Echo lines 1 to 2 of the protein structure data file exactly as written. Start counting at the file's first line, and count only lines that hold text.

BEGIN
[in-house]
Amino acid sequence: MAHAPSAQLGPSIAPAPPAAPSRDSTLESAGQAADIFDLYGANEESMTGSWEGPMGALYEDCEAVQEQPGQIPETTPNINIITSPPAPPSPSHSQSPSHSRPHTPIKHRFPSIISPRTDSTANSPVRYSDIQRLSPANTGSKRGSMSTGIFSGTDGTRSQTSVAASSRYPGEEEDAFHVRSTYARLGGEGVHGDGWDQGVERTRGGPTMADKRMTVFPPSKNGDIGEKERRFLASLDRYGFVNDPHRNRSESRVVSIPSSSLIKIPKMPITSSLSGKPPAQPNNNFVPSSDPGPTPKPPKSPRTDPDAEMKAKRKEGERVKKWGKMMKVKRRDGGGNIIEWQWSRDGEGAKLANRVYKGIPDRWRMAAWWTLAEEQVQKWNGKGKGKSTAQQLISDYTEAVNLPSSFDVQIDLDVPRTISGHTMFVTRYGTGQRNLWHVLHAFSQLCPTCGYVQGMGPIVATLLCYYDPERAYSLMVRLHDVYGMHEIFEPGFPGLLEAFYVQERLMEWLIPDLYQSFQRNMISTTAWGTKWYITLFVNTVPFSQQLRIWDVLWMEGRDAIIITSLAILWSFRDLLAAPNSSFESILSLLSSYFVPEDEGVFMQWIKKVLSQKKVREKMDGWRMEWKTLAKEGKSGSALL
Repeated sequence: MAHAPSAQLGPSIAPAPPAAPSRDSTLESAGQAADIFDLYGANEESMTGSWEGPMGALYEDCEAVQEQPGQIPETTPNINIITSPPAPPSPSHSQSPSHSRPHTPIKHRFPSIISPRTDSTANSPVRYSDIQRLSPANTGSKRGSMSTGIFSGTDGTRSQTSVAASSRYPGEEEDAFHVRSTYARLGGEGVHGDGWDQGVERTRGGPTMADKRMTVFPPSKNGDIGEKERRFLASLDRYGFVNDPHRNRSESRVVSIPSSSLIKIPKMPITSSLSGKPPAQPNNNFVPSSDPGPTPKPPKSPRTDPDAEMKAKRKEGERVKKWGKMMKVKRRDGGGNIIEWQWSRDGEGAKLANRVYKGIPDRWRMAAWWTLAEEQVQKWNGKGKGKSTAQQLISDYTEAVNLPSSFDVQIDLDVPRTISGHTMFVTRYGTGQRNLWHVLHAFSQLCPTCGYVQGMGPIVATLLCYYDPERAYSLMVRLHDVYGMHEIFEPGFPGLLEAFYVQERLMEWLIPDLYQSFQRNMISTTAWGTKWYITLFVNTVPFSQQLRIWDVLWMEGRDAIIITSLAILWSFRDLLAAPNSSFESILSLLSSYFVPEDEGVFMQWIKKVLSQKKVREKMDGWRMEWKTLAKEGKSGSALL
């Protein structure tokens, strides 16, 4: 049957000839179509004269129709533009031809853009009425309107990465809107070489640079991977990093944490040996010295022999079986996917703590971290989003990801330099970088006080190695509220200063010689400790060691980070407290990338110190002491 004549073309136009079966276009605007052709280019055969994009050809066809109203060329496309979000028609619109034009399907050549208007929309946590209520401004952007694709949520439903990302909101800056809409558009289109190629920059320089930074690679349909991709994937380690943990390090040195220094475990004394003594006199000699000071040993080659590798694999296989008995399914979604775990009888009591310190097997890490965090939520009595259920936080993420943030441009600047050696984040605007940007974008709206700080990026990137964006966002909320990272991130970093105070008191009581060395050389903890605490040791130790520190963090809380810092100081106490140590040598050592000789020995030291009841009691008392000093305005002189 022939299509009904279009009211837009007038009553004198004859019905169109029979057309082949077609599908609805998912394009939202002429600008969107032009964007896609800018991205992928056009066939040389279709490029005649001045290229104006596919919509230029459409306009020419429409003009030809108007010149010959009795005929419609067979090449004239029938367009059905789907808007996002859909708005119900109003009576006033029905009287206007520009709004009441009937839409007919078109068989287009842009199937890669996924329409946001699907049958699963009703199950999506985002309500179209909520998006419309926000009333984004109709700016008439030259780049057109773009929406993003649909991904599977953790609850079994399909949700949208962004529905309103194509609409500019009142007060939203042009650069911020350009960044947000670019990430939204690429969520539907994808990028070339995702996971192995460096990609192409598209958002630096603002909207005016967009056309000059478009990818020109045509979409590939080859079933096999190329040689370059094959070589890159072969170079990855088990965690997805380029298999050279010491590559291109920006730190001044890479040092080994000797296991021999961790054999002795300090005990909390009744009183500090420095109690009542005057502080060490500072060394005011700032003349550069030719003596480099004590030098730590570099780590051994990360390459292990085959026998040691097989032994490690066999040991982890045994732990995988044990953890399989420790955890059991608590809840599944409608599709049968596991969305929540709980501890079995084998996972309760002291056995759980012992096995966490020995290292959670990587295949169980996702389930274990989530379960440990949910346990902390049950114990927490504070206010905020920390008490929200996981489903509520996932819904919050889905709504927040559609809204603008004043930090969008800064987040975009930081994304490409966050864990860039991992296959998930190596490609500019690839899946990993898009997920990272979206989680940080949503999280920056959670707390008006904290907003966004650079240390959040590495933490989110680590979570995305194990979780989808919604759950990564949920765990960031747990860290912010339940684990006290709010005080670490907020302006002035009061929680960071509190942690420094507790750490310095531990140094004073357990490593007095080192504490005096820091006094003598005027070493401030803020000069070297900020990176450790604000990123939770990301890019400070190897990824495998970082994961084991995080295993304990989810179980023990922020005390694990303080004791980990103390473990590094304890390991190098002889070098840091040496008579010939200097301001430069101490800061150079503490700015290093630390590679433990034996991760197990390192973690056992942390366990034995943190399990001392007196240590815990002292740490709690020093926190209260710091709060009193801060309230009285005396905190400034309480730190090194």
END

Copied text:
[in-house]
Amino acid sequence: MAHAPSAQLGPSIAPAPPAAPSRDSTLESAGQAADIFDLYGANEESMTGSWEGPMGALYEDCEAVQEQPGQIPETTPNINIITSPPAPPSPSHSQSPSHSRPHTPIKHRFPSIISPRTDSTANSPVRYSDIQRLSPANTGSKRGSMSTGIFSGTDGTRSQTSVAASSRYPGEEEDAFHVRSTYARLGGEGVHGDGWDQGVERTRGGPTMADKRMTVFPPSKNGDIGEKERRFLASLDRYGFVNDPHRNRSESRVVSIPSSSLIKIPKMPITSSLSGKPPAQPNNNFVPSSDPGPTPKPPKSPRTDPDAEMKAKRKEGERVKKWGKMMKVKRRDGGGNIIEWQWSRDGEGAKLANRVYKGIPDRWRMAAWWTLAEEQVQKWNGKGKGKSTAQQLISDYTEAVNLPSSFDVQIDLDVPRTISGHTMFVTRYGTGQRNLWHVLHAFSQLCPTCGYVQGMGPIVATLLCYYDPERAYSLMVRLHDVYGMHEIFEPGFPGLLEAFYVQERLMEWLIPDLYQSFQRNMISTTAWGTKWYITLFVNTVPFSQQLRIWDVLWMEGRDAIIITSLAILWSFRDLLAAPNSSFESILSLLSSYFVPEDEGVFMQWIKKVLSQKKVREKMDGWRMEWKTLAKEGKSGSALL